In the early ‘90s, when pharmaceutical advances in pain and inflammation were taking shape for the first time in a decade, I was working on the identity of a blockbuster Cox-II inhibitor. The company had hired a major marketing firm to conduct research and develop strategy. It cost the client around $2 million and the effort took 18 months. When they were done, they presented their findings, among which was a patient segmentation that featured 28 different segments—28 distinctly different pools of customers, they argued, that would need to be targeted in specific ways. The brand director turned to me and said: “what they hell am I supposed to do with this?”
Indeed, the information proved voluminous but inactionable. Although it is easy to fault the vendor for delivering this shock-and-awe offensive on the brand’s behalf, some of the blame lay with the client, who—out of fear of leaving no stone unturned—upended every object in the landscape in search of answers. It was at this precise moment that I vowed to create a best-in-class process designed to stop the madness so that the business of marketing could proceed without a knee-deep wade through the sludge of too much information.
First, I started with the precept that it wasn’t information we sought, but rather insights. It was not about asking every question, but rather the right questions. Second, it had to be actionable: that is, the insight had to point specifically to a finite series of strategies we could pursue. Where the shock-and-awe vendor polluted the environment with raw volume, our goal would be to distill and refine. Instead of finding the differences among 28 segments of customers, we sought to identify what one or two things they might have in common. As it turned out, a simple, qualitative exercise revealed that there was one universal insight to which all customers could relate: enduring relief. The pain category is stuck between two types of positions: those that target pain regardless of side effects, and those that target pain less ably, but spare the patient from further injury. In each case, all patients sought one central idea: sustained freedom from both exposure to pain and exposure to side effects (e.g. GI bleeds, addiction), or Enduring Relief. Our study took four weeks and cost $60,000 and, more importantly, provided a simple, actionable answer to what the brand’s identity should be about.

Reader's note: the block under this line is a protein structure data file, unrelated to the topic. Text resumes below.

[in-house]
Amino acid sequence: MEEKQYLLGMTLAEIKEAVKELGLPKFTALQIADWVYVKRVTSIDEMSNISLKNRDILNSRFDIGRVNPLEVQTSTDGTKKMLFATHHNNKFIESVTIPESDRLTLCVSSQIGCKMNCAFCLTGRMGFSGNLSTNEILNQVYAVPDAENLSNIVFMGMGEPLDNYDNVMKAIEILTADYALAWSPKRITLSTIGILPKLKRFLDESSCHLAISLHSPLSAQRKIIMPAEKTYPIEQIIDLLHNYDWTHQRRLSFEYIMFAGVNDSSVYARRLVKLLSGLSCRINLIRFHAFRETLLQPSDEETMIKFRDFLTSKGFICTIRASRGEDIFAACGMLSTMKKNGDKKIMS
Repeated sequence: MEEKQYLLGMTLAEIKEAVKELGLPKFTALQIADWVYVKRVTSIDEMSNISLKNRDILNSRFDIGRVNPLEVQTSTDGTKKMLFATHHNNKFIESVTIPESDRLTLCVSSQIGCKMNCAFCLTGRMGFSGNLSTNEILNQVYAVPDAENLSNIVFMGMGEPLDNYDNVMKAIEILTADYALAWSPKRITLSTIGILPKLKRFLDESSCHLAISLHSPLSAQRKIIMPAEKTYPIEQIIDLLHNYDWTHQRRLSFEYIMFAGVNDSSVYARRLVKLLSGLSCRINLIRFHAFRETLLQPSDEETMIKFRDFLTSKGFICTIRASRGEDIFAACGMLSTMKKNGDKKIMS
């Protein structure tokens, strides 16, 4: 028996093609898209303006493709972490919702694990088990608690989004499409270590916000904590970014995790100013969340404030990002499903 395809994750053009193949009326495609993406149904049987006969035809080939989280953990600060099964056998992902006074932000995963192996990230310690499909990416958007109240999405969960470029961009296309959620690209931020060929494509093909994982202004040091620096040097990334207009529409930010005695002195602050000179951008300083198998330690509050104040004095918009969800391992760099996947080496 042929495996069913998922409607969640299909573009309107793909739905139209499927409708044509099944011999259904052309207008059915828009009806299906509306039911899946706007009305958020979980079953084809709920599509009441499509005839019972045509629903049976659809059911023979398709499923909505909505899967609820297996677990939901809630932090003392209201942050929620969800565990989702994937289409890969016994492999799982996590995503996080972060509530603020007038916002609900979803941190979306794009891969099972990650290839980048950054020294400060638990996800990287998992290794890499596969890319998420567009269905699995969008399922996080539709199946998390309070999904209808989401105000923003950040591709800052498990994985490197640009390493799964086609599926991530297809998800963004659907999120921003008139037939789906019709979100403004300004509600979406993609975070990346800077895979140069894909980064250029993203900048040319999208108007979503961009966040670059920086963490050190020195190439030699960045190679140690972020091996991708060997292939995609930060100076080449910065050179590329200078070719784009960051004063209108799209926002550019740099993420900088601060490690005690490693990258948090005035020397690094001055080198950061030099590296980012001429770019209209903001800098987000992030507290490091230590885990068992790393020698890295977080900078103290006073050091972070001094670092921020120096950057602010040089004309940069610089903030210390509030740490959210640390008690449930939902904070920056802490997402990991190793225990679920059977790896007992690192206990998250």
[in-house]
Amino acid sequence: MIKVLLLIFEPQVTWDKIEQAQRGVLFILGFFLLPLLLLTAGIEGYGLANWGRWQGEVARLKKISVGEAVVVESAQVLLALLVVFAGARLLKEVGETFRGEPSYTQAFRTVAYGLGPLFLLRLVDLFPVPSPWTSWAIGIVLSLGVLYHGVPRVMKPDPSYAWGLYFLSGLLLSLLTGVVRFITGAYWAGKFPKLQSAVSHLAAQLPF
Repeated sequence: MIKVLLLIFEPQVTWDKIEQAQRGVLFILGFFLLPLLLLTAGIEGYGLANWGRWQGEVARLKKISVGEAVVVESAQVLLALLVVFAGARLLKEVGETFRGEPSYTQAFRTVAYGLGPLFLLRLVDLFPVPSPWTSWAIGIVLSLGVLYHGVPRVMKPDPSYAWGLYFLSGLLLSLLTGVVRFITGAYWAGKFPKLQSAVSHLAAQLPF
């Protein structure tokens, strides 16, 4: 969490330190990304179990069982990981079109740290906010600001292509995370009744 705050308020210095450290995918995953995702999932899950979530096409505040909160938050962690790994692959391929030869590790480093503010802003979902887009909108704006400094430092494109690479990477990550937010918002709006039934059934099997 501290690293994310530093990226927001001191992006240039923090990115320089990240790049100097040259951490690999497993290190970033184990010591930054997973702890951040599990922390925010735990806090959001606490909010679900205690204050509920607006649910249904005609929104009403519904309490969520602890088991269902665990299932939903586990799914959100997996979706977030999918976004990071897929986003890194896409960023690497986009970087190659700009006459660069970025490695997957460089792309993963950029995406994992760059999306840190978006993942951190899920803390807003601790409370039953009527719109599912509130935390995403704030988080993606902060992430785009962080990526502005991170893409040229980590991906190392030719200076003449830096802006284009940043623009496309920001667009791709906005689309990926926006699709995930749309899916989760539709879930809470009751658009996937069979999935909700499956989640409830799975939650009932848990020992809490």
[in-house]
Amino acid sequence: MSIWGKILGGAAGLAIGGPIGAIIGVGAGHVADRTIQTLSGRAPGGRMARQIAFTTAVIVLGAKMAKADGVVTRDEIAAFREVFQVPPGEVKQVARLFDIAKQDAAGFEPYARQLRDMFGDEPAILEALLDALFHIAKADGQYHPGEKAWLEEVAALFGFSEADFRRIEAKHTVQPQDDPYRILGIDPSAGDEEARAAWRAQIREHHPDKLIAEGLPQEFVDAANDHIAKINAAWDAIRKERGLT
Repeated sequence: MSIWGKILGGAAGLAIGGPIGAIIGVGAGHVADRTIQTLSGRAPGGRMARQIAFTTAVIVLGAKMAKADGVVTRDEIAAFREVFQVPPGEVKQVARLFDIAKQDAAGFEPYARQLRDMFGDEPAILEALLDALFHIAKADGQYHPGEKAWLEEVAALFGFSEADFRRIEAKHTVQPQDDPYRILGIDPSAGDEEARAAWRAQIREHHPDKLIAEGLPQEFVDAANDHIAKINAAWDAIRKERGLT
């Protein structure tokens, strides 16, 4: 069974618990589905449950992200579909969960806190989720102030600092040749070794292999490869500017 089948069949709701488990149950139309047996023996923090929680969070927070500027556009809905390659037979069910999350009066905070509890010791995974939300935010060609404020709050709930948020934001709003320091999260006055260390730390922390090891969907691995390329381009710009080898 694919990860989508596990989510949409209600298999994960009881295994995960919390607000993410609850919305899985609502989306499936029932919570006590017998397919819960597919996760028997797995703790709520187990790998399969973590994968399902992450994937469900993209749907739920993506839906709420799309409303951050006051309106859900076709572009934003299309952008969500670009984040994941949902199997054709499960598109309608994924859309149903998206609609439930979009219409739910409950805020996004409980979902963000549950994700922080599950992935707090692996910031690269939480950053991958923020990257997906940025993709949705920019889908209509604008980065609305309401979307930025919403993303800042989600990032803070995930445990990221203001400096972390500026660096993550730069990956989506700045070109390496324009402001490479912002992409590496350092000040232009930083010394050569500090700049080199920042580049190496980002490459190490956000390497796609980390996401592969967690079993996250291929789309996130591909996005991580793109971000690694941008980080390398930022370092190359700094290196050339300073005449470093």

When it comes to processes—and many truths in life—the rule of three prevails: three is the simplest number of steps to create a pattern; three (as Buckminster Fuller demonstrated with his triangle-based engineering that enabled huge superdome constructions) creates the strongest shape in nature with the least amount of waste. Between too much and too little lies the Goldilocks process: a three-step process. Any process shorter than three steps is inefficient; and any process longer than three steps is incomplete. Decades of experience shows that three steps turn out to be just right.
Discovery. Consensus. Experience. These are the only three steps a best-in-class process needs. (Some argue that there should be a fourth step—Measurement—but when you think about it, this is just Discovery all over again.)